Identification of neutral lipid accumulation

Qualitative neutral lipid determination with boron-dipyrromethene (Bodipy 505/515) was performed in triplicate as described previously [31]. Briefly, cells were collected by filtration through a membrane (2 μm pore size) and washed twice with PBS (0.1 M) to remove the residual medium. The pellets were fixed with 4% formaldehyde solution (prepared with autoclaved filtered seawater, pH 7.4) for 30 min and subsequently washed three times with 0.1 M PBS. The cells were then stained with Bodipy 505/515 working solution for 15 min at room temperature, washed with 0.1 M PBS and observed via fluorescence microscopy (Olympus, Japan).

In vivo cell staining and flow cytometry

Cells were collected via centrifugation (10,000 × g, 10 min, 4°C), divided into four sub-samples, and treated as followed respectively: (1) re-suspended in autoclaved filtered seawater, and incubated with 5-(and-6)-chloromethyl-2′,7′-dichlorodihydrofluorescein diacetate, acetyl ester (CM-H2DCFDA, 5 mM; Invitrogen, Thermo Fisher Scientific, Waltham, MA, USA) to determine the cellular ROS level; (2) re-suspended in phosphate-buffered saline (PBS, pH 7.4), and incubated with Z-VAD-FMK-FITC in situ marker (CaspACE; 20 μM; Promega, Madison, WI, USA) to determine activated caspase levels; (3) re-suspended in Annexin binding buffer (10 mM HEPES, 140 mM NaCl, and 2.5 mM CaCl2, pH 7.4), and incubated with Annexin V (10 μL per 100 μL cells; Invitrogen) to determine the externalization of phosphatidylserine; and (4) re-suspended in autoclaved filtered seawater, and incubated with SYTOX Green nucleic acid stain (1 μM; Invitrogen) to visualize dead cells. All samples were incubated for 20 min at room temperature in the dark. After harvested by centrifugation (10,000 × g, 10 min, 4°C), cells were washed three times with specific buffer (autoclaved filtered seawater for CM-H2DCFDA and SYTOX Green nucleic acid stain; 1×PBS for CaspACE and Annexin V), and re-suspended in 1 mL of autoclaved filtered seawater (CM-H2DCFDA and SYTOX Green nucleic acid stain) or 1×PBS/2% formalin (CaspACE and Annexin V).

The portion of positively stained cells per 104 counted was determined at 520 nm after excitation with a 488 nm laser through an InFlux Model 209S Mariner flow cytometer (BD Fortessa, USA). Channels for relative staining chemicals were selected on the software. Gating and data analysis were performed using FlowJo software. Student’s t and Duncan’s multiple range tests were applied to assess group differences in discrete variables using SPSS version 18.0 (SPSS Inc, Chicago, IL, USA). P < 0.05 was considered statistically significant.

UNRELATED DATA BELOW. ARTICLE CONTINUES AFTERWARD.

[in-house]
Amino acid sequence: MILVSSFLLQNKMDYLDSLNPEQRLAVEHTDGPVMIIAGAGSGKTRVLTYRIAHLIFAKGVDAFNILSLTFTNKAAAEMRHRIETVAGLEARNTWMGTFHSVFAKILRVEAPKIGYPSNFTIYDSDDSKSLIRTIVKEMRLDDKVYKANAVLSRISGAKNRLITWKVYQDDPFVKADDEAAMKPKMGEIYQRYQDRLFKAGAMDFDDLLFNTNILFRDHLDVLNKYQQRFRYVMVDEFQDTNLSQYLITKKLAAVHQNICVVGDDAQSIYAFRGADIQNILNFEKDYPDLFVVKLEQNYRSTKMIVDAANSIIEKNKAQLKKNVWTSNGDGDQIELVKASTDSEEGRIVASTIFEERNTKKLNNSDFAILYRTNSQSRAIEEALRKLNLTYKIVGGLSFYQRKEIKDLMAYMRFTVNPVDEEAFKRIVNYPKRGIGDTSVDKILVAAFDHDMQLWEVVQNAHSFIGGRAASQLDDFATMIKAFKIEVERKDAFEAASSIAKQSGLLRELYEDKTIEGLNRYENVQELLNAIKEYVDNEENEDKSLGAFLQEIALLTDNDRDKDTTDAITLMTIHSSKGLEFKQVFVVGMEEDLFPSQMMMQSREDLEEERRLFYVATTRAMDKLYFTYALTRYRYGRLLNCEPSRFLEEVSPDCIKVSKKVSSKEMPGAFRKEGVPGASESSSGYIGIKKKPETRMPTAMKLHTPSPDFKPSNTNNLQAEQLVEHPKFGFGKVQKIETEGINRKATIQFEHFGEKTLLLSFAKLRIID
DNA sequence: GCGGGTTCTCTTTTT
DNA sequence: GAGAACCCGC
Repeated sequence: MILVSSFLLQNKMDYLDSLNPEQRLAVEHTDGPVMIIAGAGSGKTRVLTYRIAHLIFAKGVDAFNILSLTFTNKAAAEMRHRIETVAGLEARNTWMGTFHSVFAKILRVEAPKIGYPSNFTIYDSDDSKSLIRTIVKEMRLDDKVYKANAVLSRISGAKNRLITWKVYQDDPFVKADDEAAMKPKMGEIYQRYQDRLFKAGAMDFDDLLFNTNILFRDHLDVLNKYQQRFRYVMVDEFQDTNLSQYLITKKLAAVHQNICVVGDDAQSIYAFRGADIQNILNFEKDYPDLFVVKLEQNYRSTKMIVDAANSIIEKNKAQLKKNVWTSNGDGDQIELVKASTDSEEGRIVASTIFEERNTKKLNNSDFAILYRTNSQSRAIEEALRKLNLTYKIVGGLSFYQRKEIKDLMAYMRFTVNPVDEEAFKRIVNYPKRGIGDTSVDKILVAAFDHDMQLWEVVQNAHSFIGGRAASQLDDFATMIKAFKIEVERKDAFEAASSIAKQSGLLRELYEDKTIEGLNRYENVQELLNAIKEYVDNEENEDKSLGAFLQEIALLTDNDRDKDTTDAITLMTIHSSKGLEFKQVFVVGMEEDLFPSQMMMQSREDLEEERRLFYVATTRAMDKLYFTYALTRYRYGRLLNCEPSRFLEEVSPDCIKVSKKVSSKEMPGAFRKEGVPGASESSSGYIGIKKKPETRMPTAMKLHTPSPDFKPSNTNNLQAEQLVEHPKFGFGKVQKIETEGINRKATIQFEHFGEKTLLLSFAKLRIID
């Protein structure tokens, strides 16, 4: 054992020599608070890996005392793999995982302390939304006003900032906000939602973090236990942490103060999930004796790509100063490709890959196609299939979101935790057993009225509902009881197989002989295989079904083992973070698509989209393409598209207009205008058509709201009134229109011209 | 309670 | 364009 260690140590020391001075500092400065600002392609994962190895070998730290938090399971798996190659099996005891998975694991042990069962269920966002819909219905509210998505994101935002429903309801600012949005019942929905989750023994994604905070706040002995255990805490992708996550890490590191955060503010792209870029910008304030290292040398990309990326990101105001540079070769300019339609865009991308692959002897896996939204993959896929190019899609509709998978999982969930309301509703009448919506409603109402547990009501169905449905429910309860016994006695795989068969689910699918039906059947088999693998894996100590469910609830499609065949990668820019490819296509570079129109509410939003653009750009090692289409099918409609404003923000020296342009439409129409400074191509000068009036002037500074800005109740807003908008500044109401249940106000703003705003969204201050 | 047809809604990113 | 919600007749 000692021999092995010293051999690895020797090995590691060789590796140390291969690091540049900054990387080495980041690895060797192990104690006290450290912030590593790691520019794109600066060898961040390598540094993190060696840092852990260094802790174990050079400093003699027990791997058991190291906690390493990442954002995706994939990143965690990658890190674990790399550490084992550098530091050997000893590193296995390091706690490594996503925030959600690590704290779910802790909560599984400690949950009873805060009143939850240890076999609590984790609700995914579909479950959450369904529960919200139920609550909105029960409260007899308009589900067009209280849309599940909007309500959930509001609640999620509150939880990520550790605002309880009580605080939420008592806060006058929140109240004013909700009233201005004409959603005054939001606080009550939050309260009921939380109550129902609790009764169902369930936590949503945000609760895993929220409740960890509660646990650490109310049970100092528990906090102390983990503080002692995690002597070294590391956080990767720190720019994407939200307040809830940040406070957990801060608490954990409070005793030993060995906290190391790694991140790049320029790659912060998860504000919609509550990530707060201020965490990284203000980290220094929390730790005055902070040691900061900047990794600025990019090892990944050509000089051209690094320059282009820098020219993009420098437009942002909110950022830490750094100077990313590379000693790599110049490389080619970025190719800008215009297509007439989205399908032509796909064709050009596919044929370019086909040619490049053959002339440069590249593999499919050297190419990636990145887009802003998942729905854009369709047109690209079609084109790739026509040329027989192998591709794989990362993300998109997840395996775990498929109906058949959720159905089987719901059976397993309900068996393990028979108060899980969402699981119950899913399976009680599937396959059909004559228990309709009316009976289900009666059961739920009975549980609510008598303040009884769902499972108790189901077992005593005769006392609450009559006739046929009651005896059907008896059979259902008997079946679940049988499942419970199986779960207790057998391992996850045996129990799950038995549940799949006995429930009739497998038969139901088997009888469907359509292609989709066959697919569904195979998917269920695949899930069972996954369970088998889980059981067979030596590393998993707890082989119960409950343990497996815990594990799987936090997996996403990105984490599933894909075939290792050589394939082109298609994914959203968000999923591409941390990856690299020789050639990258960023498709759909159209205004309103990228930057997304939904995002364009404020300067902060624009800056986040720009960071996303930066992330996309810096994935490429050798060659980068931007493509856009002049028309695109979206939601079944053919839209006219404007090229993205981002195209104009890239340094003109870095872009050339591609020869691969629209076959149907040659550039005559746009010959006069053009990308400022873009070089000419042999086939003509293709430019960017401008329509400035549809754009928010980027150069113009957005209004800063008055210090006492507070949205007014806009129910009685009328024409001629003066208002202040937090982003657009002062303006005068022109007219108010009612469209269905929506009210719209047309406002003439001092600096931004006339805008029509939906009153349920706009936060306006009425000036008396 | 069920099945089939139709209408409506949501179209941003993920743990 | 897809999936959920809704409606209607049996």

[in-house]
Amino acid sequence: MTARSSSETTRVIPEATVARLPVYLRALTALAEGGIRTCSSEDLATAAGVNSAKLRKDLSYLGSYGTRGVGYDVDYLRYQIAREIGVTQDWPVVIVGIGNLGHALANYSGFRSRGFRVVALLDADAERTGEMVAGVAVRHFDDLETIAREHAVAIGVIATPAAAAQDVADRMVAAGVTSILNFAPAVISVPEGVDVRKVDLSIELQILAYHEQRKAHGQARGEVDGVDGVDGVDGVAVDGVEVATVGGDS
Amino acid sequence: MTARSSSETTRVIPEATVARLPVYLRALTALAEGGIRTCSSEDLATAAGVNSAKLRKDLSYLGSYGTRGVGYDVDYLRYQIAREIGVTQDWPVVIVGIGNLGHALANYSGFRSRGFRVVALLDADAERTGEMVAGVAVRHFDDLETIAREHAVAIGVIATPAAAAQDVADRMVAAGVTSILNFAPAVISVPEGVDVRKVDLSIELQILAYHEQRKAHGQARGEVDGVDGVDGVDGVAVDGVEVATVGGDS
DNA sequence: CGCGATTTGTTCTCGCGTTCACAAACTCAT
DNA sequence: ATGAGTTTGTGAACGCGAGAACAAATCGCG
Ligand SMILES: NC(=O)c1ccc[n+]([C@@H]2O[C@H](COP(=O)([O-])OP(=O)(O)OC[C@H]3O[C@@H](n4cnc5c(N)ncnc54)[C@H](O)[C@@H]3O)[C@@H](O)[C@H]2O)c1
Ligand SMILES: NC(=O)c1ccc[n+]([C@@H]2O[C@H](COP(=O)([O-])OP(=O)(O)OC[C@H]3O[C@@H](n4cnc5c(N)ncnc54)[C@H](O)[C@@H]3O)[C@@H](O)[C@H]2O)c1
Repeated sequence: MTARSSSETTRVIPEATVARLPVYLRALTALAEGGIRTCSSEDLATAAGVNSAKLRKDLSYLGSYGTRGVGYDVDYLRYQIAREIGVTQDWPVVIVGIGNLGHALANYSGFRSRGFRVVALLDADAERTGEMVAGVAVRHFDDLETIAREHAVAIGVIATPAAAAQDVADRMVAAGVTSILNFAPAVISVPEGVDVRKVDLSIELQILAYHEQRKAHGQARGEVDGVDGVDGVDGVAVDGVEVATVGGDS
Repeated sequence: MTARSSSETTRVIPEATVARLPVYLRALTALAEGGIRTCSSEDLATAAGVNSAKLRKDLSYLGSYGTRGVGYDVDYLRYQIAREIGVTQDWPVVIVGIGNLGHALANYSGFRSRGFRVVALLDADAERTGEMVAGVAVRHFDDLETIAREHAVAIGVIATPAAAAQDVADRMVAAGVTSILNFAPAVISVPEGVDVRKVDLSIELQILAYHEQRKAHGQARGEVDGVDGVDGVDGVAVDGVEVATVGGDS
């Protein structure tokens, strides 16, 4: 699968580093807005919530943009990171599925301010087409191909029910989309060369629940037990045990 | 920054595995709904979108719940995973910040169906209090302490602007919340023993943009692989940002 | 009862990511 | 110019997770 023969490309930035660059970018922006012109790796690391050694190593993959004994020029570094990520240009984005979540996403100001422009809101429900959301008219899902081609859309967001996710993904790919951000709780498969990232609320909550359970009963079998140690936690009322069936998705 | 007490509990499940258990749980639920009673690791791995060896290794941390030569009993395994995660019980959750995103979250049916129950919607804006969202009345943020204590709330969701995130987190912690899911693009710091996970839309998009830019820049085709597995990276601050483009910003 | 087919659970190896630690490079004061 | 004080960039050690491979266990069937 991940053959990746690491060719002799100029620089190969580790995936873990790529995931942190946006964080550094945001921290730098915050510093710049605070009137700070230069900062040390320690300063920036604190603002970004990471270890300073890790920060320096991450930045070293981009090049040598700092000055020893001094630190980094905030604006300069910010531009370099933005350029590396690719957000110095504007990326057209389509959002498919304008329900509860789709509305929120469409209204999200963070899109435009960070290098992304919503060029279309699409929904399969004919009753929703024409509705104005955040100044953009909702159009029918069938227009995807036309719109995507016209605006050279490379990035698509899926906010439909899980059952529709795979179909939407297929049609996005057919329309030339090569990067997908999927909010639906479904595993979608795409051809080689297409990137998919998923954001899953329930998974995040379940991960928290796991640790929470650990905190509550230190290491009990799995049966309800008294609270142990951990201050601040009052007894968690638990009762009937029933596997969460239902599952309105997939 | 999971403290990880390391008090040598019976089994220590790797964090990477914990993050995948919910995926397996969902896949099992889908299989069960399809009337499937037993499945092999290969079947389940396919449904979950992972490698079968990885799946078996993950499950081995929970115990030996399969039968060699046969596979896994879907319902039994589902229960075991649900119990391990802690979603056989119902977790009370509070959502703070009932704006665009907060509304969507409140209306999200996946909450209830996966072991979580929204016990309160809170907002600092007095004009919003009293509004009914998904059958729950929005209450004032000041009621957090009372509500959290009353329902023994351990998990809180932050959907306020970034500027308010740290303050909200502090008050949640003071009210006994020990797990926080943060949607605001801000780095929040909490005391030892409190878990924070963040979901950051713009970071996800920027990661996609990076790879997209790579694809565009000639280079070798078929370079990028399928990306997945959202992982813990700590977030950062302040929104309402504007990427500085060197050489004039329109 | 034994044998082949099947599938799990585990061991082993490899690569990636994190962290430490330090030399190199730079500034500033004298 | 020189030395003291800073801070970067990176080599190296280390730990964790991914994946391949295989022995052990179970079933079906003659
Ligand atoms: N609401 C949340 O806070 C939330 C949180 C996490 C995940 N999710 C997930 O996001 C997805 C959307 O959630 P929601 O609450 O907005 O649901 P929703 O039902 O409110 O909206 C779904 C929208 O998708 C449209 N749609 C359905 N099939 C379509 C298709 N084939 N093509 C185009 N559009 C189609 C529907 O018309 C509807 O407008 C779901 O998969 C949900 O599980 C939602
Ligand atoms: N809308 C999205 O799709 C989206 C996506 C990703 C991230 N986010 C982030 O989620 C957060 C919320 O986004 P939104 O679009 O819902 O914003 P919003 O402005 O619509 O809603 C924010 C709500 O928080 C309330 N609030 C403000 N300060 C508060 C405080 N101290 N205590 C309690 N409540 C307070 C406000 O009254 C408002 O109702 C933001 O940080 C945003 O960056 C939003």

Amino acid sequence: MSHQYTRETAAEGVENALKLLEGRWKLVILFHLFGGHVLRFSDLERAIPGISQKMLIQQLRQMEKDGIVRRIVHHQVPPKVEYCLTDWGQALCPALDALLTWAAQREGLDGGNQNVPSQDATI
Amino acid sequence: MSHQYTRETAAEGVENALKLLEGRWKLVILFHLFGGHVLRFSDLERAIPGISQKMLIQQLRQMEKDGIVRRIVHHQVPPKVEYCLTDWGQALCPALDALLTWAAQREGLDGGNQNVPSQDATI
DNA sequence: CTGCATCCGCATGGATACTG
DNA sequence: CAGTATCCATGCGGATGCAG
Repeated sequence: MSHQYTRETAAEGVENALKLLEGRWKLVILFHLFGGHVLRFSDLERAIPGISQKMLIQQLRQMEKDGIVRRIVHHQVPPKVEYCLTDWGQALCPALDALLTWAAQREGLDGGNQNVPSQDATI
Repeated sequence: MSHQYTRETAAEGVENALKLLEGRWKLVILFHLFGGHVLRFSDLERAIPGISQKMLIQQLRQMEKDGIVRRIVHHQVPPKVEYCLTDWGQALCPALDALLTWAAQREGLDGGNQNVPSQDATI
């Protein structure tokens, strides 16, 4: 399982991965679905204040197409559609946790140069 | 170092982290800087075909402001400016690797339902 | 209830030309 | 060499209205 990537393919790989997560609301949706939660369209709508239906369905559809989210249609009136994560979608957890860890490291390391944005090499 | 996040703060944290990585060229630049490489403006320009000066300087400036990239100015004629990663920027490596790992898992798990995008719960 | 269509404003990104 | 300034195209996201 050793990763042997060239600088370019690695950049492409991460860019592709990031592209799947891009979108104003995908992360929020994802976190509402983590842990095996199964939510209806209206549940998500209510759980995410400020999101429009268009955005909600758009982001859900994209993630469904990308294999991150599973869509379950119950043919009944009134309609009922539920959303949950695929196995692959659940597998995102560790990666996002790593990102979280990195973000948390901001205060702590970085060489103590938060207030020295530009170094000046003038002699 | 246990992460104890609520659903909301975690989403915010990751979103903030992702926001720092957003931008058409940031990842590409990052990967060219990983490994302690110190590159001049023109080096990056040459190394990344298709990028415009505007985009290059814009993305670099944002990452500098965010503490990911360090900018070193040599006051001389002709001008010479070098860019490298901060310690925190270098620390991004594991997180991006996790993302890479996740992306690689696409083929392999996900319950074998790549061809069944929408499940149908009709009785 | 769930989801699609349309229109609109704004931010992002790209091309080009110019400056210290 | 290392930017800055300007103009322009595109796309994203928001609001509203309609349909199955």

RNA extraction and quantitative PCR

Total RNA was isolated by standard phenol/chloroform extraction. Briefly, approximately 107 cells were filtered through a membrane (2 μm pore size), scrunched into powder in liquid nitrogen, immediately transferred into 1 mL of Trizol phenol (Invitrogen, Life Technologies, Waltham, MA, USA) and vortexed for 3–5 min at room temperature prior to centrifugation (12,000 × g, 10 min, 4°C). The supernatant was transferred into a new tube. Chloroform (200 μL) was added to the sample. The mixture was vortexed for more than 20 s, allowed to stand at room temperature for 15 min and centrifuged (12,000 × g, 10 min, 4°C). The upper layer was carefully transferred into another tube, mixed with an equal volume of isopropanol (~500 μL), and allowed to react at room temp for 10 min. The RNA product was obtained by centrifugation (12,000 × g, 10 min, 4°C), washed twice with 75% ethanol prepared with DEPC-H2O and dried for several minutes at room temperature. The pellet was dissolved in a proper volume of DEPC-H2O (30–100 μL) and synthesized into cDNA for gene expression level quantification.

One μg of total RNA, pre-treated by RQ1 RNase-Free DNase (Promega, Madison, WI, USA), was reverse-transcribed into the first strand of cDNA using random hexamers (Promega) and Improm-II reverse transcriptase (Promega) at 25°C for 10 min and 48°C for 60 min. Expressions of the selected genes were determined via Quantitative PCR analysis performed for three independent biological samples using a Rotor-Gene 6000 system (Corbett, Mortlake, Australia). The gene-specific primers were designed using Primer-BLAST [32]. Quantitative PCRs were initiated via the addition of cDNA fragments to 1×SYBR green PCR master mix (Promega), which contained 30 nM of forward and reverse gene-specific primers. The PCR cycles for the conditions were set to 95°C for 20 s for 1 cycle, 95°C for 10 s, 60°C for 20 s and 72°C for 20 s for 45 cycles. The fluorescence intensity from the SYBR green/double-stranded PCR product complex was continuously monitored from cycles 1 to 40. Each gene was detected in triplicate with normalization to the geometric mean of the two internal controls (translation elongation factor-1α [Thaps3_29435] and ubiquitin-conjugating enzyme [Thaps3_27711]), and calibrated to its expression level in the control cells using the Bio-Rad CFX Manager 3.1 software. Reactions with no template or DNase-treated RNA were run for each gene as controls.

To select the best internal controls, six housekeeping genes, including translation elongation factor-1α, ubiquitin-conjugating enzyme, actin, gluceraldehyde-3-phosphate dehydrogenase, tubulin, and ubiquitin were selected as candidate reference genes. Their Ct values were obtained by quantitative PCR, and their stabilities were analyzed by Delta Ct, geNorm (ver. 3.5), and Normfinder (ver. 0.953) to find the best reference genes. Details of primers sequences, primer efficiencies, correlation factors, and results of geNorm and Normfinder were showed in S1 Table.

Protein extraction and quantification